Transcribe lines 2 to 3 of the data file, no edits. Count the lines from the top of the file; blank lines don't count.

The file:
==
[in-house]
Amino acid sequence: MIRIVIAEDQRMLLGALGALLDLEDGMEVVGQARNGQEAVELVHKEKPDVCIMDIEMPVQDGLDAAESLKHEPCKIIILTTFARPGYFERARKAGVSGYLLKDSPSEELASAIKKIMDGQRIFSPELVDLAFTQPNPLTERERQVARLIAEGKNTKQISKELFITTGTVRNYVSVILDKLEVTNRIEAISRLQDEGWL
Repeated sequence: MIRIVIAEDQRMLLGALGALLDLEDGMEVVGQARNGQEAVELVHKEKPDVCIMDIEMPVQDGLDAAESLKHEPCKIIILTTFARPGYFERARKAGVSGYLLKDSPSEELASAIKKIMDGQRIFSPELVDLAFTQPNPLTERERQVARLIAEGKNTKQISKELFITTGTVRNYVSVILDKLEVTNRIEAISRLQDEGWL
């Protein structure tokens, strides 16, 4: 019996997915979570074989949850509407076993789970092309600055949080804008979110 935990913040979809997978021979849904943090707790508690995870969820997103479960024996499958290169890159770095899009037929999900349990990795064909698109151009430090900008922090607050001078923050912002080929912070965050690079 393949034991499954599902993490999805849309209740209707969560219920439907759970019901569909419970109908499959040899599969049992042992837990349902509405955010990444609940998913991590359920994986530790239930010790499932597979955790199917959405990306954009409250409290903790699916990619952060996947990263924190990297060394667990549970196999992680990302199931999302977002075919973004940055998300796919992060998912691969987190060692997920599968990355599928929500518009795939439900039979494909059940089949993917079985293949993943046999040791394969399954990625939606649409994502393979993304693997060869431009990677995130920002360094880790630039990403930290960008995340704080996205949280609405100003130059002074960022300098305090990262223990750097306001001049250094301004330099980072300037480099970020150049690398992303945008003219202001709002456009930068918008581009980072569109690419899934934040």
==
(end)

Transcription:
Amino acid sequence: MIRIVIAEDQRMLLGALGALLDLEDGMEVVGQARNGQEAVELVHKEKPDVCIMDIEMPVQDGLDAAESLKHEPCKIIILTTFARPGYFERARKAGVSGYLLKDSPSEELASAIKKIMDGQRIFSPELVDLAFTQPNPLTERERQVARLIAEGKNTKQISKELFITTGTVRNYVSVILDKLEVTNRIEAISRLQDEGWL
Repeated sequence: MIRIVIAEDQRMLLGALGALLDLEDGMEVVGQARNGQEAVELVHKEKPDVCIMDIEMPVQDGLDAAESLKHEPCKIIILTTFARPGYFERARKAGVSGYLLKDSPSEELASAIKKIMDGQRIFSPELVDLAFTQPNPLTERERQVARLIAEGKNTKQISKELFITTGTVRNYVSVILDKLEVTNRIEAISRLQDEGWL